I walk as though entranced, when I walk in a familiar place.
In my mind, I hear laughter down the hall; I remember the last opening I attended, and the one before that and the one before that; I think of the afternoons when I’ve climbed the stairs and traversed this hall alone, and with David; I think of times I’ve spent here with Young, looking at art and sharing an experience with whoever was visiting. Here is where I prepare myself for what lies ahead; here is a space of cleansing and of conscious breaths and of quiet, zen-like pleasure. Here is a space of leaving. This darkened space, this truly liminal span of corridor is rich with history; it encompasses anticipation and intellectual pleasure and drunken promises and love. My body makes echoes here; as it moves it animates the space. The hallway returns this favor by animating my memory. A faint scent of cigarettes and dust and plaster, and the feel of air on my skin as it passes, completes the magic.
Yann Novak has done us the service of honoring Commonwealth and Council’s nearly mythological hallway with two works of art.
A quiet drone composition plays, and it alters as I move, tones growing more and less resonant. I hear, or I imagine I hear additional “instruments” entering the aural space of the pulse (bell-like, organ-like), changing it, and then dissipating into the new, jointly created pulse. Walking the length of the corridor again, I find two distinct compositions; the second sounds rounder, and hollow and like it is made from human voices in a polyphonous chant.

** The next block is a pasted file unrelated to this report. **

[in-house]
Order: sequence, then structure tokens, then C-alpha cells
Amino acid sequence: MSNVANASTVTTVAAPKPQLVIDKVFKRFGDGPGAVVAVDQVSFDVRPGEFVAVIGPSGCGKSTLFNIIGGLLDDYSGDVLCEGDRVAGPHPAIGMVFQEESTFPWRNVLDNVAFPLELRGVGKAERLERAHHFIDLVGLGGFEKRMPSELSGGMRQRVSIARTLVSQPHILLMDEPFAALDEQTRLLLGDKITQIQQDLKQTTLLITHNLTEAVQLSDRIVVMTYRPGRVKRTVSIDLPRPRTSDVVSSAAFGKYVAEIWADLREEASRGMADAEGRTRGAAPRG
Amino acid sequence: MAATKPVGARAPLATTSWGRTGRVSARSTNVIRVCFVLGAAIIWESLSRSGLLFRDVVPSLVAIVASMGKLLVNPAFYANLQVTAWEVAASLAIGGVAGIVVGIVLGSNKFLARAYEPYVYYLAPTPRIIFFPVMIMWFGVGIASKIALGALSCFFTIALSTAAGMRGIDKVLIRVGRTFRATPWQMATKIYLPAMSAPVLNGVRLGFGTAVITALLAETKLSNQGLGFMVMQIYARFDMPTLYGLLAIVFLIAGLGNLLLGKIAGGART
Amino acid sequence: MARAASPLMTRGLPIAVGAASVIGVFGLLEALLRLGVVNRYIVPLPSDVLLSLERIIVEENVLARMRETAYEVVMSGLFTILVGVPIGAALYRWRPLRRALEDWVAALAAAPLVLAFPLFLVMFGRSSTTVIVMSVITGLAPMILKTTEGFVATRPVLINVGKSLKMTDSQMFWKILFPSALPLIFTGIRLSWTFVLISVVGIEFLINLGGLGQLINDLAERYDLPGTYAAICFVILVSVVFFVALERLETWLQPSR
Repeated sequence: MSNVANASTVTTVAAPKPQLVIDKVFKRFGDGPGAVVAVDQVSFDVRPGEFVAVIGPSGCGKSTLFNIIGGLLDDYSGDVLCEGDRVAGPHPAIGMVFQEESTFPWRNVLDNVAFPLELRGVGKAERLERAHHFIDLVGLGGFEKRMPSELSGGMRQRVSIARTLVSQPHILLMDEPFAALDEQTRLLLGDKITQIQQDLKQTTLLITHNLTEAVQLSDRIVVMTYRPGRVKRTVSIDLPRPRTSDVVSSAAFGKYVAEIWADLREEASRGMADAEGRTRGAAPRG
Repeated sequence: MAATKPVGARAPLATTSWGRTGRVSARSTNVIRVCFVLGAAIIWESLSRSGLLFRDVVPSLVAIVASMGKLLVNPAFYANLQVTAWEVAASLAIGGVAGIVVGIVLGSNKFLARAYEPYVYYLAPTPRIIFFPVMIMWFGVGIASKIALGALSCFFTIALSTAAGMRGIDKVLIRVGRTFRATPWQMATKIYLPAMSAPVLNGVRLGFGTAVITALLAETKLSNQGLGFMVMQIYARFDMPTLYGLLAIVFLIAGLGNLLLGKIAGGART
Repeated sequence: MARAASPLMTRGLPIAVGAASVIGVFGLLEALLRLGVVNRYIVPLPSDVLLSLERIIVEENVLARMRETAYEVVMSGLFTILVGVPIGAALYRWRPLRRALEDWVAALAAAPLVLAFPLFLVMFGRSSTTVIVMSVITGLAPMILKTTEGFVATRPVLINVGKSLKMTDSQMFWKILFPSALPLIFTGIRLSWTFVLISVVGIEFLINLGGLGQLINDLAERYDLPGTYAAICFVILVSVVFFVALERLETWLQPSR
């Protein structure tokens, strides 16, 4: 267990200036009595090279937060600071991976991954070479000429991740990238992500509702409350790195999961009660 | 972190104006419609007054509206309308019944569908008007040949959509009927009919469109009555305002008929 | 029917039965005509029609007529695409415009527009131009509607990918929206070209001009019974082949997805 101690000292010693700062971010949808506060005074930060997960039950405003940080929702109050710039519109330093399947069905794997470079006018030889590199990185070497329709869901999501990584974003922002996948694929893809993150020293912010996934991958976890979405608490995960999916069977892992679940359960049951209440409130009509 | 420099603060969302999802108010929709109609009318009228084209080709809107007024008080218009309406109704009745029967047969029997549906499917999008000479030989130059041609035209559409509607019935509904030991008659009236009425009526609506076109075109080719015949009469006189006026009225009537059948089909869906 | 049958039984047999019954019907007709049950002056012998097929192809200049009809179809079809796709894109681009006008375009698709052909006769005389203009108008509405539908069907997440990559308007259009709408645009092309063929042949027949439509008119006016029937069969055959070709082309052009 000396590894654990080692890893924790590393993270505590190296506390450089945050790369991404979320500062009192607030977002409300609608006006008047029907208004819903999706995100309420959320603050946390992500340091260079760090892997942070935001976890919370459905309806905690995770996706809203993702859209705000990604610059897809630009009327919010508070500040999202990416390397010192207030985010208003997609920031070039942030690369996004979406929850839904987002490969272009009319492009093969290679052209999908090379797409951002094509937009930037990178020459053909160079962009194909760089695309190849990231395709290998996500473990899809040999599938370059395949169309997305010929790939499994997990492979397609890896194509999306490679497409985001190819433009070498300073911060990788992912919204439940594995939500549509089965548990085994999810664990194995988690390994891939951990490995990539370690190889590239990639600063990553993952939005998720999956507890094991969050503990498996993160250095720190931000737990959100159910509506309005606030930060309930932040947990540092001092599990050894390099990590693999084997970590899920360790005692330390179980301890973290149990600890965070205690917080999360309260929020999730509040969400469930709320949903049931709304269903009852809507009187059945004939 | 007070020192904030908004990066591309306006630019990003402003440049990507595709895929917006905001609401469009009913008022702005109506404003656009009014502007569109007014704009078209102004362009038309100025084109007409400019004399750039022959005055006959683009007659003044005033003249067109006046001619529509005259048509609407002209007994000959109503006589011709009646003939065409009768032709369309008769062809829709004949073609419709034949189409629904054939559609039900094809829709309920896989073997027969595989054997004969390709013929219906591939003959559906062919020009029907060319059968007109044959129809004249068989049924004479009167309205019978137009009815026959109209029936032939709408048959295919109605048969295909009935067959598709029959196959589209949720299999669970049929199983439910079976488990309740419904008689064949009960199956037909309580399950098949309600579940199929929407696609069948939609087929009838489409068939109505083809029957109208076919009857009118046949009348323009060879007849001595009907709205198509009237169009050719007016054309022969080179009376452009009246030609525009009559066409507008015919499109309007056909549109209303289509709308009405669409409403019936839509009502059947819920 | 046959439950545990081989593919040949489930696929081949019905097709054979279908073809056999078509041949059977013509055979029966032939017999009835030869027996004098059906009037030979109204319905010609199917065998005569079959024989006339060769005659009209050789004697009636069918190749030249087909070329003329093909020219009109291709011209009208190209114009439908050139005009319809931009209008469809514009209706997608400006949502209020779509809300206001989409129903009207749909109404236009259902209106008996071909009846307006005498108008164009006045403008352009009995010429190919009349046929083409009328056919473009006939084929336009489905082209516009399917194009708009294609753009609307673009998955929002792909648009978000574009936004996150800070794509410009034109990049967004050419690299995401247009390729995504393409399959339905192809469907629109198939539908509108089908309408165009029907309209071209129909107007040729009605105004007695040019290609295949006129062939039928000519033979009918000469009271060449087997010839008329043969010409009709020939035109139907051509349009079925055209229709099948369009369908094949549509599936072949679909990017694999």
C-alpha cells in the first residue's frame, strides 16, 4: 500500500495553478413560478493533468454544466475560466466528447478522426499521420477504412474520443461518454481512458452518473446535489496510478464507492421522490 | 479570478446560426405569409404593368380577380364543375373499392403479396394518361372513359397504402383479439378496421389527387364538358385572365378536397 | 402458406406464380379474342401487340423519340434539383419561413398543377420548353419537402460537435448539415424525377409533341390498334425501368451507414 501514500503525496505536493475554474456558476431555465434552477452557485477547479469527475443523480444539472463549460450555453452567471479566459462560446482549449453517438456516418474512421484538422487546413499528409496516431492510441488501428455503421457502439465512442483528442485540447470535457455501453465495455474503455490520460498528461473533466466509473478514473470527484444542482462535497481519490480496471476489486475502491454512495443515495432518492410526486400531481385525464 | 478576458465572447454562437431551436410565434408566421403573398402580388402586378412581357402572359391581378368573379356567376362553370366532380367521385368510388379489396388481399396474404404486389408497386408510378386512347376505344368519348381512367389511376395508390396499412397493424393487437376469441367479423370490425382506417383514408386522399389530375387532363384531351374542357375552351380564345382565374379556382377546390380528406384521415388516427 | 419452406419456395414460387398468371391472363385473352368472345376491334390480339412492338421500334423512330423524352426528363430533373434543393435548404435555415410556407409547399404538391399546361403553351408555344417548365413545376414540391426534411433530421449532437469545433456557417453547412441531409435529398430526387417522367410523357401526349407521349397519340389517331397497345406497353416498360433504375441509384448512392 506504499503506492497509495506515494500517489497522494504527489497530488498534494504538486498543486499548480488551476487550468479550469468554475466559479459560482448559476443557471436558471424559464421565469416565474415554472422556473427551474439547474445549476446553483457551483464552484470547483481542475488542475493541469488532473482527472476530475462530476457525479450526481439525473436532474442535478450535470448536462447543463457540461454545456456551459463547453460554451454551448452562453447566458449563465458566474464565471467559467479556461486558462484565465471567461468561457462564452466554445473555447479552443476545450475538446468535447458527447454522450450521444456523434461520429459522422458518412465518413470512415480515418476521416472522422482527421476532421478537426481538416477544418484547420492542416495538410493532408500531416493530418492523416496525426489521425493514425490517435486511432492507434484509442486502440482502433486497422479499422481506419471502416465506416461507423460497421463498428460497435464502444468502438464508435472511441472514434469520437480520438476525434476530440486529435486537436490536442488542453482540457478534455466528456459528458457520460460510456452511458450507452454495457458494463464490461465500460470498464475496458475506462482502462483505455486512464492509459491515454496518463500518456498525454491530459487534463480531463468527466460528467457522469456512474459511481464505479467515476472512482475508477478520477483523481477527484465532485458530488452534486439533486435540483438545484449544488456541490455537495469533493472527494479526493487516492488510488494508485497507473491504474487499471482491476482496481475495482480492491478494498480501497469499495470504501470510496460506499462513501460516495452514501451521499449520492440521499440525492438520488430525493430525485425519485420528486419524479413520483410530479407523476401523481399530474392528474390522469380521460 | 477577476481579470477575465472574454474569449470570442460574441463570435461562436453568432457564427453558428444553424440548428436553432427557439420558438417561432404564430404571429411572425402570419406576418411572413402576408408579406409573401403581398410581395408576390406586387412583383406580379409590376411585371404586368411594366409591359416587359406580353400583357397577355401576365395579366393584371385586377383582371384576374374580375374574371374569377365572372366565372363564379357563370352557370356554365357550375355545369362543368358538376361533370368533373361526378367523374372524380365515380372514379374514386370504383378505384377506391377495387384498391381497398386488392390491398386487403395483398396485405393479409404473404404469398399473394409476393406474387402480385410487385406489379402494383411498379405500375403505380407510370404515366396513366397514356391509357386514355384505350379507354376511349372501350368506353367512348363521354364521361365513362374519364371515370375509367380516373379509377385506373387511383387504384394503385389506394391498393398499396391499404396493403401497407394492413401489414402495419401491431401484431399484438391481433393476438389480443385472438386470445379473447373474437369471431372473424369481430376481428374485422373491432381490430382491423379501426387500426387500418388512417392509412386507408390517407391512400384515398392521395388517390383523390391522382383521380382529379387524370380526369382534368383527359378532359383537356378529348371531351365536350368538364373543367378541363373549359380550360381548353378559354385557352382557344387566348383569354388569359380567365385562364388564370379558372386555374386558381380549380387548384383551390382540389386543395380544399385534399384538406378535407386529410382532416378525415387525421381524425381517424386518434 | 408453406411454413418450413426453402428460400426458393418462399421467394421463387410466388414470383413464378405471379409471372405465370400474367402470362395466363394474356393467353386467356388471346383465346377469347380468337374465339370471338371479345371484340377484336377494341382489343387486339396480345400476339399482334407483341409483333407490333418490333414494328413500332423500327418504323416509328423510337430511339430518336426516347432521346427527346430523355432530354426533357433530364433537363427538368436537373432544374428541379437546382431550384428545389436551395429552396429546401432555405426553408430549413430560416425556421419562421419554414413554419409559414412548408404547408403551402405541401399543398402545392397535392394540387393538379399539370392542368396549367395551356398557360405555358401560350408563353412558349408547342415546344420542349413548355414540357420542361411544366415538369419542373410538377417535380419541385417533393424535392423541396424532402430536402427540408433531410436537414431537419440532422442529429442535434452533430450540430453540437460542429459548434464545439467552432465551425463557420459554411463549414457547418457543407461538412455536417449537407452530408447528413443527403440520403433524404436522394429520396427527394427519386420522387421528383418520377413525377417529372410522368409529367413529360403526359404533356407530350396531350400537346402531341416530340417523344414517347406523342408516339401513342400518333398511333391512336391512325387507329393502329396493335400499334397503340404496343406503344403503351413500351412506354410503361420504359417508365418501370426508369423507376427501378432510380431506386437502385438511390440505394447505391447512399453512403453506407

Both pieces make me think of time; the slow evolution of drone music alludes to eternity in a very brief time, and also can collapse a long time spent listening to a few perceived seconds.
Novak’s immersive and experiential installation is perfect.
From Novak’s website:
“Yann Novak customizes the tempo of the corridor leading towards and away from the threshold of Commonwealth & Council. Red.Shift and Blue.Shift, the two site-specific sound and light works that comprise Doppler.Shift, incorporate filtered florescent lights and synthesized sound intermixed with field recording from the exhibition space. The paired compositions create harmonic environmental “tint” that shifts the mood and atmosphere for the passers-by.”
I thought of a book when I entered Novak’s installation, a book I read when I was an adolescent, titled Red Shift to Blue. This book told a story of a group of scientists who were engaged in some sort of secret revolutionary action. I’m mixing several books up here, but what I recall is a clash of scientists with a holistic, natural bent vs. a technocratic, corporatized society. As a consequence of their actions, and blowback from the (faceless, all-powerful, and always punishing) government, the scientists had to escape; a world that misused science for exploitation had no place scientists with hearts.
Due to a quirk of the Doppler effect and the interference of planetary bodies transiting distant stars (along with a whole lot of hopeful magic), a worm-hole in time opened in a stone doorway in the woods, and the scientists escaped to a prehistoric, pristine past; where they would be free to pursue their scientific practices in a way that accounted for the whole earth and all its many inhabitants. That the doorway was discovered and its magical powers were tested by the asocial and misunderstood Asperger’s afflicted teenage son of one among the team of scientists made me love the book and read it again and again.
Science has poetry within it, and noticing this poetry – it is an active thing, this paying of attention – is the basis for great spirituality.
I’m getting farther away…